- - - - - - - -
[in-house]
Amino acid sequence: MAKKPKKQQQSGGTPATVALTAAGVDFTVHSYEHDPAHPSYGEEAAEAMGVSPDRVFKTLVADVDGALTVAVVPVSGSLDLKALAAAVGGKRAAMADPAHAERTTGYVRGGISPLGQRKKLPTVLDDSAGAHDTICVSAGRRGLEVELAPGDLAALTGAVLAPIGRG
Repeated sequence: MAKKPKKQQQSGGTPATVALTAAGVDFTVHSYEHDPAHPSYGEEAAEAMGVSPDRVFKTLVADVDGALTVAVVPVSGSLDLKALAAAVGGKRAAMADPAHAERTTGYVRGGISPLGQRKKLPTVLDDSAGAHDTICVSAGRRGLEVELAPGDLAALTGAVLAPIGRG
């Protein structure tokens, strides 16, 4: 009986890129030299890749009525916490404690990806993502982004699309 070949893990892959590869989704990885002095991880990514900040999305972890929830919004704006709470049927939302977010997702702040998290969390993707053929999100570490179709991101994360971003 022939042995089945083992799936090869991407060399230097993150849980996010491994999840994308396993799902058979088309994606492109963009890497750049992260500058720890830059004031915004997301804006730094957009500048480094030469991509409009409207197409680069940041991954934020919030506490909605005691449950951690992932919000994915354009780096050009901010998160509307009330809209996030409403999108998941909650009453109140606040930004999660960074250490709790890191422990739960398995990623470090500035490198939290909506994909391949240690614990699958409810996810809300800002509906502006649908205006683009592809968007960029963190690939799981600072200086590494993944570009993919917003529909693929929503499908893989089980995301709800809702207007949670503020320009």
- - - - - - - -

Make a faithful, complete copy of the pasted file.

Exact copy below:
[in-house]
Amino acid sequence: MAKKPKKQQQSGGTPATVALTAAGVDFTVHSYEHDPAHPSYGEEAAEAMGVSPDRVFKTLVADVDGALTVAVVPVSGSLDLKALAAAVGGKRAAMADPAHAERTTGYVRGGISPLGQRKKLPTVLDDSAGAHDTICVSAGRRGLEVELAPGDLAALTGAVLAPIGRG
Repeated sequence: MAKKPKKQQQSGGTPATVALTAAGVDFTVHSYEHDPAHPSYGEEAAEAMGVSPDRVFKTLVADVDGALTVAVVPVSGSLDLKALAAAVGGKRAAMADPAHAERTTGYVRGGISPLGQRKKLPTVLDDSAGAHDTICVSAGRRGLEVELAPGDLAALTGAVLAPIGRG
């Protein structure tokens, strides 16, 4: 009986890129030299890749009525916490404690990806993502982004699309 070949893990892959590869989704990885002095991880990514900040999305972890929830919004704006709470049927939302977010997702702040998290969390993707053929999100570490179709991101994360971003 022939042995089945083992799936090869991407060399230097993150849980996010491994999840994308396993799902058979088309994606492109963009890497750049992260500058720890830059004031915004997301804006730094957009500048480094030469991509409009409207197409680069940041991954934020919030506490909605005691449950951690992932919000994915354009780096050009901010998160509307009330809209996030409403999108998941909650009453109140606040930004999660960074250490709790890191422990739960398995990623470090500035490198939290909506994909391949240690614990699958409810996810809300800002509906502006649908205006683009592809968007960029963190690939799981600072200086590494993944570009993919917003529909693929929503499908893989089980995301709800809702207007949670503020320009």